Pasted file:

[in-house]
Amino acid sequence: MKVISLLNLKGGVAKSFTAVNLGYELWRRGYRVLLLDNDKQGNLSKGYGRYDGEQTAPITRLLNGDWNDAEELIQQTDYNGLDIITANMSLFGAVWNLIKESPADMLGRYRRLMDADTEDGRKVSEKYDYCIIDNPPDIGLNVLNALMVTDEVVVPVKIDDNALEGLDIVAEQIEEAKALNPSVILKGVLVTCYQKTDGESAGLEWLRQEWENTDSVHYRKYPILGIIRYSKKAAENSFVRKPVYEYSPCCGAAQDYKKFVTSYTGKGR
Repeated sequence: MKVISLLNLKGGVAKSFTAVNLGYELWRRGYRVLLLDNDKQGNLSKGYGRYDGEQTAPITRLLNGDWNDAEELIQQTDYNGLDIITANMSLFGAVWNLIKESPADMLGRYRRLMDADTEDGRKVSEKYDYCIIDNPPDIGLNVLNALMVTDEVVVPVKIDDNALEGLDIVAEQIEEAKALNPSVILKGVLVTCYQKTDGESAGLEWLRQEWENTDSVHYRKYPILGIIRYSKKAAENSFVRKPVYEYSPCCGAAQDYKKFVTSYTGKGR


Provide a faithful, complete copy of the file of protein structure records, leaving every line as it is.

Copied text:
[in-house]
Amino acid sequence: MKVISLLNLKGGVAKSFTAVNLGYELWRRGYRVLLLDNDKQGNLSKGYGRYDGEQTAPITRLLNGDWNDAEELIQQTDYNGLDIITANMSLFGAVWNLIKESPADMLGRYRRLMDADTEDGRKVSEKYDYCIIDNPPDIGLNVLNALMVTDEVVVPVKIDDNALEGLDIVAEQIEEAKALNPSVILKGVLVTCYQKTDGESAGLEWLRQEWENTDSVHYRKYPILGIIRYSKKAAENSFVRKPVYEYSPCCGAAQDYKKFVTSYTGKGR
Repeated sequence: MKVISLLNLKGGVAKSFTAVNLGYELWRRGYRVLLLDNDKQGNLSKGYGRYDGEQTAPITRLLNGDWNDAEELIQQTDYNGLDIITANMSLFGAVWNLIKESPADMLGRYRRLMDADTEDGRKVSEKYDYCIIDNPPDIGLNVLNALMVTDEVVVPVKIDDNALEGLDIVAEQIEEAKALNPSVILKGVLVTCYQKTDGESAGLEWLRQEWENTDSVHYRKYPILGIIRYSKKAAENSFVRKPVYEYSPCCGAAQDYKKFVTSYTGKGR